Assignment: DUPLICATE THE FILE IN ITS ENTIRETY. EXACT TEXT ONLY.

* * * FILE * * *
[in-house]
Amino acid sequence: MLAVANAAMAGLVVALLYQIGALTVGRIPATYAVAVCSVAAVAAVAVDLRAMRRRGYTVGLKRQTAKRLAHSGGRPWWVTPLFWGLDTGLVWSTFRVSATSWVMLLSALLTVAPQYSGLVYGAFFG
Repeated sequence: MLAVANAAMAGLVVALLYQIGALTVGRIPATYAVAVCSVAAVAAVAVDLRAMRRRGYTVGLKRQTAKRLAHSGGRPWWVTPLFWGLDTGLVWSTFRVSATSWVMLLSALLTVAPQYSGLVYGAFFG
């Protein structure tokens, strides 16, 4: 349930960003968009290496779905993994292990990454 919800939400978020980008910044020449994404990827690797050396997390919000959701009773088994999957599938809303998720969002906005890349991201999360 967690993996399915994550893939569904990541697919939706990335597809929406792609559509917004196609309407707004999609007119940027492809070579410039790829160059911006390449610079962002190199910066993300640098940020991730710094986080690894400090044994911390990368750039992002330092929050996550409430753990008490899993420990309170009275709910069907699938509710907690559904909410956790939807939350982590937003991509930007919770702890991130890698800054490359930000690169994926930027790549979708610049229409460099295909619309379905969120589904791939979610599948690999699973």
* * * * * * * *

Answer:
[in-house]
Amino acid sequence: MLAVANAAMAGLVVALLYQIGALTVGRIPATYAVAVCSVAAVAAVAVDLRAMRRRGYTVGLKRQTAKRLAHSGGRPWWVTPLFWGLDTGLVWSTFRVSATSWVMLLSALLTVAPQYSGLVYGAFFG
Repeated sequence: MLAVANAAMAGLVVALLYQIGALTVGRIPATYAVAVCSVAAVAAVAVDLRAMRRRGYTVGLKRQTAKRLAHSGGRPWWVTPLFWGLDTGLVWSTFRVSATSWVMLLSALLTVAPQYSGLVYGAFFG
């Protein structure tokens, strides 16, 4: 349930960003968009290496779905993994292990990454 919800939400978020980008910044020449994404990827690797050396997390919000959701009773088994999957599938809303998720969002906005890349991201999360 967690993996399915994550893939569904990541697919939706990335597809929406792609559509917004196609309407707004999609007119940027492809070579410039790829160059911006390449610079962002190199910066993300640098940020991730710094986080690894400090044994911390990368750039992002330092929050996550409430753990008490899993420990309170009275709910069907699938509710907690559904909410956790939807939350982590937003991509930007919770702890991130890698800054490359930000690169994926930027790549979708610049229409460099295909619309379905969120589904791939979610599948690999699973």